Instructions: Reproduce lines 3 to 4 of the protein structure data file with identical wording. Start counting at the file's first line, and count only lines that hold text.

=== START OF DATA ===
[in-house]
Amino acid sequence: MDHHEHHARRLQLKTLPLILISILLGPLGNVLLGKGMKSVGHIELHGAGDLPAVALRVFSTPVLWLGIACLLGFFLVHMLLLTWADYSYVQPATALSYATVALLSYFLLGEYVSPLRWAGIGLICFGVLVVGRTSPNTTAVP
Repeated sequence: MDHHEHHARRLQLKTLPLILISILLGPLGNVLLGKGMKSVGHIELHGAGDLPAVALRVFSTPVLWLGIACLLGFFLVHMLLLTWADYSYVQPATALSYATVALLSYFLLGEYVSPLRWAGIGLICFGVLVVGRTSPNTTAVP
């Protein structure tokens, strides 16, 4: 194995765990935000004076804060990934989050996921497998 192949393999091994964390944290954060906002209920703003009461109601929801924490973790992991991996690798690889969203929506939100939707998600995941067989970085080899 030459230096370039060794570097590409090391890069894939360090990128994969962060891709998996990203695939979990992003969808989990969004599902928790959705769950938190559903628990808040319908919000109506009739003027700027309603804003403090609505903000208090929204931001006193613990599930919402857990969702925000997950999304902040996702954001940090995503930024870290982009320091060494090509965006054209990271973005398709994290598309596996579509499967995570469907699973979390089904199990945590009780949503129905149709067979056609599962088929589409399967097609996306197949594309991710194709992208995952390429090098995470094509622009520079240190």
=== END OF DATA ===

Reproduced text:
Repeated sequence: MDHHEHHARRLQLKTLPLILISILLGPLGNVLLGKGMKSVGHIELHGAGDLPAVALRVFSTPVLWLGIACLLGFFLVHMLLLTWADYSYVQPATALSYATVALLSYFLLGEYVSPLRWAGIGLICFGVLVVGRTSPNTTAVP
């Protein structure tokens, strides 16, 4: 194995765990935000004076804060990934989050996921497998 192949393999091994964390944290954060906002209920703003009461109601929801924490973790992991991996690798690889969203929506939100939707998600995941067989970085080899 030459230096370039060794570097590409090391890069894939360090990128994969962060891709998996990203695939979990992003969808989990969004599902928790959705769950938190559903628990808040319908919000109506009739003027700027309603804003403090609505903000208090929204931001006193613990599930919402857990969702925000997950999304902040996702954001940090995503930024870290982009320091060494090509965006054209990271973005398709994290598309596996579509499967995570469907699973979390089904199990945590009780949503129905149709067979056609599962088929589409399967097609996306197949594309991710194709992208995952390429090098995470094509622009520079240190």